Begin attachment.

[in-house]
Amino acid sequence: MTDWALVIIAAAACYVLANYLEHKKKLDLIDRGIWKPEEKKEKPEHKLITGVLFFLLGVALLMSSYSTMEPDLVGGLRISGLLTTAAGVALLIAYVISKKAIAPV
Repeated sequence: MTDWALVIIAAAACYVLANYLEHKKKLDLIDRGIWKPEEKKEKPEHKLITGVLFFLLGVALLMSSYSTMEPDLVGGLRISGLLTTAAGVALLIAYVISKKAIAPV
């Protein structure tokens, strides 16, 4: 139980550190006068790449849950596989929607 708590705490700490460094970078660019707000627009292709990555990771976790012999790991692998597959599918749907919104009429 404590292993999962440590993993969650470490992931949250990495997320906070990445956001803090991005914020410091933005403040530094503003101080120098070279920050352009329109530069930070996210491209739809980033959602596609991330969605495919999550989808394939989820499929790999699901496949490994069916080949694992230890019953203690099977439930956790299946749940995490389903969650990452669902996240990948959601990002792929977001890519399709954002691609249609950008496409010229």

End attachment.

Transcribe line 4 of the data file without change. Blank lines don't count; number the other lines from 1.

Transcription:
């Protein structure tokens, strides 16, 4: 139980550190006068790449849950596989929607 708590705490700490460094970078660019707000627009292709990555990771976790012999790991692998597959599918749907919104009429 404590292993999962440590993993969650470490992931949250990495997320906070990445956001803090991005914020410091933005403040530094503003101080120098070279920050352009329109530069930070996210491209739809980033959602596609991330969605495919999550989808394939989820499929790999699901496949490994069916080949694992230890019953203690099977439930956790299946749940995490389903969650990452669902996240990948959601990002792929977001890519399709954002691609249609950008496409010229």